Your spleen was removed after you were given general anesthesia (asleep and pain-free).
The surgeon made 3 to 4 small incisions (cuts) in your belly. The laparoscope and other medical instruments were inserted through these cuts. Carbon dioxide gas was pumped into your belly to expand the area to help your surgeon see better.
Recovering from laparoscopic spleen removal usually takes about 1 to 3 weeks. You may have some of these symptoms as you recover:
Make sure your home is safe as you are recovering. For example, remove throw rugs to prevent tripping and falling. To stay safe in the bathroom, install grab bars to help you get in and out of the tub or shower.
Start walking soon after surgery. Begin your everyday activities as soon as you feel up to it. Move around the house, shower, and use the stairs at home during the first week. If it hurts when you do something, stop doing that activity.
You may be able to drive after 7 to 10 days if you are not taking narcotic pain drugs. You may lift 15 pounds or less. Do not do any heavy lifting or straining for the first 1 to 2 weeks after surgery.
You may be able to go back to a desk job within a few weeks.
Your doctor will prescribe pain medicines for you to use at home. If you are taking pain pills 3 or 4 times a day, try taking them at the same times each day for 3 to 4 days. They may work better this way.
Try getting up and moving around if you are having some pain in your belly. This may ease your pain.
Press a pillow over your incision when you cough or sneeze to ease discomfort and protect your incision.
If sutures (stitches), staples, or glue were used to close your skin, you may remove the dressings (bandages) and take a shower the day after surgery.
If strips of tape strips were used to close your skin, cover the incisions with plastic wrap before showering for the first week. Do not try to wash the tape off. They will fall off in about a week.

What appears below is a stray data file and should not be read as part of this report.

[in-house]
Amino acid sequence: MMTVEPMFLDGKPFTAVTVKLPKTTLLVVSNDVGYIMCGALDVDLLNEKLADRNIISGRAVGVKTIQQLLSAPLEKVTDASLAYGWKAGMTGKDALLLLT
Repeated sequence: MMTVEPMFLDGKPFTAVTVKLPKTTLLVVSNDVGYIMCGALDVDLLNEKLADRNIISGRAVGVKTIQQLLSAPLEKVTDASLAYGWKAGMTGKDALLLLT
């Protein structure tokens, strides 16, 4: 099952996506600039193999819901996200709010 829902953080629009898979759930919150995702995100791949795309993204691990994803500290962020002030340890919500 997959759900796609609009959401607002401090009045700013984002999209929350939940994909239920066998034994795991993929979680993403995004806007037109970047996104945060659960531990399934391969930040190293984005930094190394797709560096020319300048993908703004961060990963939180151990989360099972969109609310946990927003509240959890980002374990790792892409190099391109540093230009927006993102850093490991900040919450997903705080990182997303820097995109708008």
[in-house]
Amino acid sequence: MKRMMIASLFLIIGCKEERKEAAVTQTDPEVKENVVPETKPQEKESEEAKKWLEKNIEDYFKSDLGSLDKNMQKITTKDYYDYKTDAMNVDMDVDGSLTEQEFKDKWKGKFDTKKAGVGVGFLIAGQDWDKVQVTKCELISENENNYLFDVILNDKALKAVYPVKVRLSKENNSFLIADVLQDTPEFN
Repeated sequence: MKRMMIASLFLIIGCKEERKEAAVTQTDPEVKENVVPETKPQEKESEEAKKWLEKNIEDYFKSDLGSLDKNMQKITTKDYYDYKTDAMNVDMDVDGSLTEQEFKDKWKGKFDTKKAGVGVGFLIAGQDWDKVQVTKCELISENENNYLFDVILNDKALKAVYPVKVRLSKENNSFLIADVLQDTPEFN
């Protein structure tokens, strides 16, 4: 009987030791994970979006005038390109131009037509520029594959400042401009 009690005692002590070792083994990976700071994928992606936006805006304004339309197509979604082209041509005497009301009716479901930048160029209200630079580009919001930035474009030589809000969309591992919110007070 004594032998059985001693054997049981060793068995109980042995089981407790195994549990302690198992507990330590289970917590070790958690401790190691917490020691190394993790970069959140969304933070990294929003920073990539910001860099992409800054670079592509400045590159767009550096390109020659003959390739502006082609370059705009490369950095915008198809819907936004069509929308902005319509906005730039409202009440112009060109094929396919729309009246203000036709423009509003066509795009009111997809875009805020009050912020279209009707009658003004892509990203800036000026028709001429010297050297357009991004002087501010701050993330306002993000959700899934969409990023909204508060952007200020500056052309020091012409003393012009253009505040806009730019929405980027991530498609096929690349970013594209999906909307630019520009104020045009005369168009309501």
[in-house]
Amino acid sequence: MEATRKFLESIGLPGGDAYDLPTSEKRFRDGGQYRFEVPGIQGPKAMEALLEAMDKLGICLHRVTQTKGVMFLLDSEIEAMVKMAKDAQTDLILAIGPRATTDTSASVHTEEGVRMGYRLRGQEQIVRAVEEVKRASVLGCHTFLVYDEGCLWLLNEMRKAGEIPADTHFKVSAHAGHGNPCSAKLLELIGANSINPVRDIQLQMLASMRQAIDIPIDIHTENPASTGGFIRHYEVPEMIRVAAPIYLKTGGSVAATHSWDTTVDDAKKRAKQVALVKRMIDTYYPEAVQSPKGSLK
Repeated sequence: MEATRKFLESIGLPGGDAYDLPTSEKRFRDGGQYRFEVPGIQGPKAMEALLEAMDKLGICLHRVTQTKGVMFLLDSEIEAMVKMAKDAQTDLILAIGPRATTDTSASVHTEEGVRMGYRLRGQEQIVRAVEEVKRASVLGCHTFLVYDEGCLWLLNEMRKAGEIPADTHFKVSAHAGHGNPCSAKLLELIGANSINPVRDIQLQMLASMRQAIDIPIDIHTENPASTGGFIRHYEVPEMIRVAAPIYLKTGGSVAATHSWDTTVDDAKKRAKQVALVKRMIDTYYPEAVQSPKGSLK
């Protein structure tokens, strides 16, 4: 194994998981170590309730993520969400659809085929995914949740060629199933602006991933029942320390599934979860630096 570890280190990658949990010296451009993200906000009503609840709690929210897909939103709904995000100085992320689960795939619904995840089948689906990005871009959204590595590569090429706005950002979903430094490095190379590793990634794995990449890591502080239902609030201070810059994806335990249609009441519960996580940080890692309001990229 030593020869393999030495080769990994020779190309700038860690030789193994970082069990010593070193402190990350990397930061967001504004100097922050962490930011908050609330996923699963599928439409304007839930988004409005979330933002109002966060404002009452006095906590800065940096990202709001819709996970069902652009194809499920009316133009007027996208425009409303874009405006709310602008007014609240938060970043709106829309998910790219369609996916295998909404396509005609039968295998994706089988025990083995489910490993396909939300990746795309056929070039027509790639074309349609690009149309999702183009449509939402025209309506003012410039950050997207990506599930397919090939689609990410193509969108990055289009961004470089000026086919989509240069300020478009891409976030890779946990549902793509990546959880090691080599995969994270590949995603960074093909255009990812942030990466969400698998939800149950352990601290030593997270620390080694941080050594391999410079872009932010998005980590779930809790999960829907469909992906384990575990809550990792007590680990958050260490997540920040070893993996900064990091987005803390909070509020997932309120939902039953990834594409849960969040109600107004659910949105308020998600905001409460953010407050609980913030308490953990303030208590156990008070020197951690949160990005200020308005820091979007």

Do not soak in a bathtub or hot tub or go swimming until your doctor tells you it is okay (usually 1 week).
Most people live a normal active life without a spleen, but there is always a risk of getting an infection. This is because the spleen is part of the body's immune system, helping fight infections.
You will be more likely to get infections after your spleen is removed:
Keeping up to date on your immunizations will be very important. Ask your doctor if you should have these vaccinations:
You may need to take antibiotics every day for some time. Do not stop taking antibiotics without checking with your doctor. Some people will need to take antibiotics every day for several years after surgery.
Things you can do to help prevent infections:
Call your doctor or nurse if:
Splenectomy - microscopic - discharge; Laparoscopic splenectomy - discharge
Cadili A, de Gara C. Complications of splenectomy. Am J Med. 2008;121:371-375.
Shelton J, Holzman MD. The spleen. In: Townsend CM, Beauchamp RD, Evers BM, Mattox KL, eds. Sabiston Textbook of Surgery. 19th ed. Philadelphia, PA: Elsevier Saunders; 2012:chap 57.
Updated by: Matthew M. Cooper, MD, FACS, Medical Director, Cardiovascular Surgery, HealthEast Care System, St. Paul, MN. Review provided by VeriMed Healthcare Network.Also reviewed by A.D.A.M. Health Solutions, Ebix, Inc., Editorial Team: David Zieve, MD, MHA, Bethanne Black, Stephanie Slon, and Nissi Wang.
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